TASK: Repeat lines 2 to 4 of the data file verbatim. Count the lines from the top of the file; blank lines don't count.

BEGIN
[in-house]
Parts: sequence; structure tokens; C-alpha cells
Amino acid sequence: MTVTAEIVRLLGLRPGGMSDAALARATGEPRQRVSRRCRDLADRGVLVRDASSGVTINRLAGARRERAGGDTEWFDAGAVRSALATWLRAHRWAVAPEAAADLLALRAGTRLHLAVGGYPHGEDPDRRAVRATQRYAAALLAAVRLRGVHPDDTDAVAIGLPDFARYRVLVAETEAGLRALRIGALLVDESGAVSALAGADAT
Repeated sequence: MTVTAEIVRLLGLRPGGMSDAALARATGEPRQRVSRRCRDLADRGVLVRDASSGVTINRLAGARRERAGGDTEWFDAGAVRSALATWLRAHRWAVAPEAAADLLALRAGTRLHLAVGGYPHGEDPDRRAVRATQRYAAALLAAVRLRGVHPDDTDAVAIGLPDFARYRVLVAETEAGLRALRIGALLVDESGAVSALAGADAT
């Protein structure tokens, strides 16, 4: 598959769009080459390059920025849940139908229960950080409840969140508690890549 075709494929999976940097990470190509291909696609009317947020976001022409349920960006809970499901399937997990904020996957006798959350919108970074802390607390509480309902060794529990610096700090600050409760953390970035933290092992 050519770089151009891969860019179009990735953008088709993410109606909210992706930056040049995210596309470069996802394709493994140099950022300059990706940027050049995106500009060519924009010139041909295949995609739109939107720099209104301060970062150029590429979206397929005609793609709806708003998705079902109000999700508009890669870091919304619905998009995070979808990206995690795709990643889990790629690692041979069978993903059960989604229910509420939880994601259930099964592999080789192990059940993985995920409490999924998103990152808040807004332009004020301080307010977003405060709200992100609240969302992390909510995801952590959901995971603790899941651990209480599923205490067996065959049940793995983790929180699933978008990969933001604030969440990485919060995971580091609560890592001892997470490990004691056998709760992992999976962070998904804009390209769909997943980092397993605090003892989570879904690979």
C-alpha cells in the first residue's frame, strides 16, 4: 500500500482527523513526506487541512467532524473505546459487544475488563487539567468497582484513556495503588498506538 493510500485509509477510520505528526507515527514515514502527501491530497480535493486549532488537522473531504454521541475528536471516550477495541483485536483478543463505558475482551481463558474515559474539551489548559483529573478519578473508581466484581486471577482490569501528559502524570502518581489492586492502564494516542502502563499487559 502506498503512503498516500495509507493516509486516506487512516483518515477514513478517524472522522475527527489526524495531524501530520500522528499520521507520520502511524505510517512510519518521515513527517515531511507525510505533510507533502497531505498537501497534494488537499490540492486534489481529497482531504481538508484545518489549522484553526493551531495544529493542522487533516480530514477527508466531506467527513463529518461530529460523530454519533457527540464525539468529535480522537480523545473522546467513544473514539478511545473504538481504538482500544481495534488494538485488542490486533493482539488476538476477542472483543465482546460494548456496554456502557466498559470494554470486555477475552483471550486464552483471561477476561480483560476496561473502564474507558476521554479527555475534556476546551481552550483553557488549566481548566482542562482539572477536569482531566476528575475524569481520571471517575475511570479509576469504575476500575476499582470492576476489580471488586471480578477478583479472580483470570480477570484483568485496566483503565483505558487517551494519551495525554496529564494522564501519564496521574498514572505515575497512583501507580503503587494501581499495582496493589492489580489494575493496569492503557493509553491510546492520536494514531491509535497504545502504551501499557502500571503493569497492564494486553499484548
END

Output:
Parts: sequence; structure tokens; C-alpha cells
Amino acid sequence: MTVTAEIVRLLGLRPGGMSDAALARATGEPRQRVSRRCRDLADRGVLVRDASSGVTINRLAGARRERAGGDTEWFDAGAVRSALATWLRAHRWAVAPEAAADLLALRAGTRLHLAVGGYPHGEDPDRRAVRATQRYAAALLAAVRLRGVHPDDTDAVAIGLPDFARYRVLVAETEAGLRALRIGALLVDESGAVSALAGADAT
Repeated sequence: MTVTAEIVRLLGLRPGGMSDAALARATGEPRQRVSRRCRDLADRGVLVRDASSGVTINRLAGARRERAGGDTEWFDAGAVRSALATWLRAHRWAVAPEAAADLLALRAGTRLHLAVGGYPHGEDPDRRAVRATQRYAAALLAAVRLRGVHPDDTDAVAIGLPDFARYRVLVAETEAGLRALRIGALLVDESGAVSALAGADAT